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Two Marines with 2nd Assault Amphibian Battalion, 2nd Marine Division, reach shore during their annual surf qualification Sept. 12, 2013 at Onslow Beach aboard Marine Corps Base Camp Lejeune. To qualify the Marines had to swim 500 meters after evacuating an amphibious assault vehicle.

Photo by Pfc. Jose A. Mendez Jr.

‘Gator’ Bn. goes surfing

13 Sep 2013 | Pfc. Jose A. Mendez Jr.

Marines with Bravo and Charlie Companies, 2nd Assault Amphibian Battalion, 2nd Marine Division, completed their annual surf qualification, Sept. 12, 2013, at Onslow Beach aboard Marine Corps Base Camp Lejeune.

“We are hitting our annual requirement to conduct a surf survival,” said 1st Lt. Joel Wagaman, the 1st platoon commander with Bravo Co., and native of Hamburg, Pa. “It’s an opportunity for our Marines to come out here and practice egressing and evacuating a vehicle in the unforeseen circumstance that we have to put troops in the water whether it’s a vehicle malfunction or a vehicle sinking.”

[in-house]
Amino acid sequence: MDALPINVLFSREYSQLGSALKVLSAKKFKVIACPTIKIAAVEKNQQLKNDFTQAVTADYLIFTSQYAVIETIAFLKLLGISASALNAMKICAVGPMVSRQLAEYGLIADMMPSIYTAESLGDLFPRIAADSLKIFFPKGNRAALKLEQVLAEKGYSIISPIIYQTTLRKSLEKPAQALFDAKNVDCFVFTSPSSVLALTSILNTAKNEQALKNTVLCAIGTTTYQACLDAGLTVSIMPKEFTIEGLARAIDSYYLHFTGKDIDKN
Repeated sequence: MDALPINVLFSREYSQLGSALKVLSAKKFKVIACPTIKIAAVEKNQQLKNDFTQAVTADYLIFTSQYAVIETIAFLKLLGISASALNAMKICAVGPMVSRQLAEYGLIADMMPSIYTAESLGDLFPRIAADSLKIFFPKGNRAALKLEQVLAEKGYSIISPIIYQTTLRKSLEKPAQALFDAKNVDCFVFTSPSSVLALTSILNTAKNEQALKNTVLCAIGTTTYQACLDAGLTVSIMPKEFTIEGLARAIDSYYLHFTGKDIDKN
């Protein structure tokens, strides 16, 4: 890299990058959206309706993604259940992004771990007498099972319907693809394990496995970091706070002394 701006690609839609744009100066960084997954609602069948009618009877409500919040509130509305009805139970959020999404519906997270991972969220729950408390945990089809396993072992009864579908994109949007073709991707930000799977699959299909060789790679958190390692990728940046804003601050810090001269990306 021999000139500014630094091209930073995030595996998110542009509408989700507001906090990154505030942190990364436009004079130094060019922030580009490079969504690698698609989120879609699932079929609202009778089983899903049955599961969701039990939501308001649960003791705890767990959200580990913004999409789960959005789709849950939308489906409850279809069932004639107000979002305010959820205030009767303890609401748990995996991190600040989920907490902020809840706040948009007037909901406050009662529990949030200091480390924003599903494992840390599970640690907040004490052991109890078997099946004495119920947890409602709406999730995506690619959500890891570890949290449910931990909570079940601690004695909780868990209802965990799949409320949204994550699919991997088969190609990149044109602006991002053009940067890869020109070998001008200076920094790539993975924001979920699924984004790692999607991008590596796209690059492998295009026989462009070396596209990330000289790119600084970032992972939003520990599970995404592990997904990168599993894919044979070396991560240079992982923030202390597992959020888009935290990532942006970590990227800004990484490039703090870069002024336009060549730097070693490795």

Marines were taken out 500 meters into the ocean in amphibious assault vehicles and evacuated in buddy pairs.

“At first I was nervous because I’m not used to jumping out of an amtrak in the middle of the ocean,” said Pfc. Cody J. Jackson, an AAV rear crewman with Bravo Co., from Bremen, Ga., in reference to his first surf qualification. “But you have to do it, so I just wanted to get it over with.”

When the Marines began heading back to shore, they were forced to face natural challenges.

“The current kind of made you feel like you weren’t going anywhere. I just felt as if I was staying in the same place,” said Jackson. “Overall it was the fatigue, swimming for a long time just gets you tired.”

Jackson took approximately 30 minutes to get back to shore, he said.

“I took it with a nice, slow and steady pace because I did not want to completely wear myself out and fail in the end,” Jackson said.

After reaching shore the Marines looked back with a smile and a sense of relief.

Jackson said surf qualification is something he looks forward to doing again and he had a lot of fun.

“I enjoy being able to be out here with the Marines and I like to get in the water,” said Wagaman.

Learning to properly evacuate an AAV is an important skill for the crewmen to learn but was not the only lesson they left with.

“It’s extremely important because it also builds confidence within the Marines with being an amtraker and knowing that we do spend a lot of our time out in the water conducting amphibious operations,” said Wagaman.

The Marines of AA Bn. are the only Marines who conduct surf qualification.

“This makes us different as an amphibious capability,” said Wagaman. “This is just another thing that makes us unique as amtrakers.”